With lush plants, modern sculpture and and a view of the Capitol, the rooftop of the Madison Museum of Contemporary Art is one of downtown's most beautiful hangouts during the summer. The surroundings are even more impressive on Rooftop Cinema nights, when the museum shows films on a large screen set against a starry night sky.
This summer the film series returns to its roots with five programs of avant-garde shorts. Screenings take place shortly after sundown on selected Fridays in June and August. In the event of rain, screenings move indoors, to the museum's auditorium.
Though Rooftop Cinema has included feature-length films over the years, it was originally conceived as a set of short-film screenings, according to series curator Tom Yoshikami.
"When we started Rooftop nine years ago, we envisioned it as all short, avant-garde films, so this year I wanted to get back to that original idea," he says.
Animated films are one focus of this year's program, in part because MMoCA visitors have been enthusiastic about this genre at past Rooftop Cinema screenings. Plus, many filmmakers like to experiment in short, animated works, leading to innovations in technique and storytelling.
"The MMoCA rooftop is a wonderful space where people can see a view of Madison they don't often see, and the series' avant-garde films give them an easy entree into a type of film that might be more challenging, either thematically or narratively," Yoshikami says.
The 2014 series kicks off on June 6 with "The Magical Garden of Jan Svankmajer," which includes three shorts by the Czech filmmaker: The Garden (1968), Jabberwocky (1971) and Food (1992). These works feature the filmmaker's signature: dreamlike narratives that combine live action with stop-motion animation. Viewers may also notice some of the ways Svankmajer's creations have influenced famous feature filmmakers like Tim Burton and Terry Gilliam.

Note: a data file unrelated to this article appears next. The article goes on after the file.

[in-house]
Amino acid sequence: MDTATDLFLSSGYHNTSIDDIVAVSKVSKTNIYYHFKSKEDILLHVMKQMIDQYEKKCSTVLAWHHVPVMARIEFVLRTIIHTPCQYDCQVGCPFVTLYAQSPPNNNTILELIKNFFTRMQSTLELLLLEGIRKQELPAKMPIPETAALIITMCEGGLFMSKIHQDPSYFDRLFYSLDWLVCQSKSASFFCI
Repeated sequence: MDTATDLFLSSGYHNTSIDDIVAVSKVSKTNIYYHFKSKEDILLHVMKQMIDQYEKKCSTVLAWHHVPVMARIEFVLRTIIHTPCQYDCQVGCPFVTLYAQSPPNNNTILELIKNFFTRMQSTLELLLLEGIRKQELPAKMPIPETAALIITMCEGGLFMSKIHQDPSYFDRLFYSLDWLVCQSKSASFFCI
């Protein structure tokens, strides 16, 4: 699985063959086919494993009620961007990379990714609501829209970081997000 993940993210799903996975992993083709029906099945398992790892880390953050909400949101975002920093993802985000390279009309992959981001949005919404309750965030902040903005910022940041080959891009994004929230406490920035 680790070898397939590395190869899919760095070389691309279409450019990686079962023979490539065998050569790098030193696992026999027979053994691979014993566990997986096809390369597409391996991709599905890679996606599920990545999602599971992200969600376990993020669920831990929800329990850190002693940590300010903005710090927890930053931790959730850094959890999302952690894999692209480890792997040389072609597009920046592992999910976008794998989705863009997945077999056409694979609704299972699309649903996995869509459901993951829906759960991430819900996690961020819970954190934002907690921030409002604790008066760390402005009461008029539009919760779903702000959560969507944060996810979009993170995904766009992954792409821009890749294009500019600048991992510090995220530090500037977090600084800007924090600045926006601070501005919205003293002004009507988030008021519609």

On June 13 the museum screens "The Animated Poetry of Caroline Leaf," four short works by a filmmaker who shaped Canada's artistic animation tradition during the 1960s and '70s. This program's selections -- Sand, or Peter and the Wolf (1968), The Street (1976), The Metamorphosis of Mr. Samsa (1977) and Two Sisters (1991) -- showcase her innovative approach to narrative animation. For Sand, or Peter and the Wolf, a take on composer Sergei Prokofiev's musical tale for children, Leaf filmed herself moving grains of sand on a sheet of glass rather. Two Sisters, meanwhile, is an original story Leaf animates by scratching figures onto the emulsion of 70mm film stock.
Another Czech animator is the subject of the June 20 program, "The Cabinet of Břetislav Pojar." A puppeteer by trade, Pojar began using relief puppet animation as a way to help his puppets move more freely. After emigrating to Canada in 1960, he began collaborating with the National Film Board of Canada to produce works incorporating drawn and stop-motion animation techniques, as well as humor and social commentary. The Rooftop Cinema program features several films he made with the film board: To See or Not to See (1969), Balablok (1972), E (1981), Mouseology (1994), Why (1995) and Narkoblues (1997).
The short Balablok provides a taste of the programming, though it is best experienced in the open air atop MMoCA.
The primary four-week run culminates on June 27 with "The Digital World of Lillian Schwartz," a program that highlights innovative works by a woman who began making art with computers in the 1960s, before most people were familiar with the machines. The program includes 11 of her shorts, including Pixilation (1970), Olympiad (1971) and Mutations (1972). Museum visitors get to watch these videos in 3D the old-fashioned way: with disposable 3D glasses.
At the end of the summer, on August 22, viewers can enjoy works by all four filmmakers featured in June. This program, "From Puppets to Pixels," features screenings of Dimensions of Dialogue (Moznosti dialogu) (1983) by Svankmajer, Interview (1979) and I Met a Man (1991) by Leaf, a reprise of Narkoblues (1997) by Pojar, and concludes with three additional works by Schwartz: Fantasies (1976), La Spiritata (1976) and Newtonian II (1978).
More details about the programming is provided in Rooftop Cinema's full 2014 schedule.